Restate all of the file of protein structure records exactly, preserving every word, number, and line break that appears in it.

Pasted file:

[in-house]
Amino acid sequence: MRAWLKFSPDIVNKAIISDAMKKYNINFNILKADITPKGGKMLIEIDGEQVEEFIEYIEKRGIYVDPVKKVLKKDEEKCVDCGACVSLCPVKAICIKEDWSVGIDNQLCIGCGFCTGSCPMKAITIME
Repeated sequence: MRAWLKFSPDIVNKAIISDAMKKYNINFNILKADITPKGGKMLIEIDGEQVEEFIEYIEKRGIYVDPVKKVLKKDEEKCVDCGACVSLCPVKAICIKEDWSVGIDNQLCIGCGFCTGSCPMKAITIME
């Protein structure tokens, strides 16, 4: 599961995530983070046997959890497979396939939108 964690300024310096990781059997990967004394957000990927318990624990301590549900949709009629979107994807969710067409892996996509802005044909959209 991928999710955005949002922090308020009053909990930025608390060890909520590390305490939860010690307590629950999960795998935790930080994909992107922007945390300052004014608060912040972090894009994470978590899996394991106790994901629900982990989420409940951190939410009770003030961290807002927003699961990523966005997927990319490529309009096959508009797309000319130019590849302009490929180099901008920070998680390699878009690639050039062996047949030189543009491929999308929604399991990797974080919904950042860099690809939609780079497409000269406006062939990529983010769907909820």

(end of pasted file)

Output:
[in-house]
Amino acid sequence: MRAWLKFSPDIVNKAIISDAMKKYNINFNILKADITPKGGKMLIEIDGEQVEEFIEYIEKRGIYVDPVKKVLKKDEEKCVDCGACVSLCPVKAICIKEDWSVGIDNQLCIGCGFCTGSCPMKAITIME
Repeated sequence: MRAWLKFSPDIVNKAIISDAMKKYNINFNILKADITPKGGKMLIEIDGEQVEEFIEYIEKRGIYVDPVKKVLKKDEEKCVDCGACVSLCPVKAICIKEDWSVGIDNQLCIGCGFCTGSCPMKAITIME
């Protein structure tokens, strides 16, 4: 599961995530983070046997959890497979396939939108 964690300024310096990781059997990967004394957000990927318990624990301590549900949709009629979107994807969710067409892996996509802005044909959209 991928999710955005949002922090308020009053909990930025608390060890909520590390305490939860010690307590629950999960795998935790930080994909992107922007945390300052004014608060912040972090894009994470978590899996394991106790994901629900982990989420409940951190939410009770003030961290807002927003699961990523966005997927990319490529309009096959508009797309000319130019590849302009490929180099901008920070998680390699878009690639050039062996047949030189543009491929999308929604399991990797974080919904950042860099690809939609780079497409000269406006062939990529983010769907909820």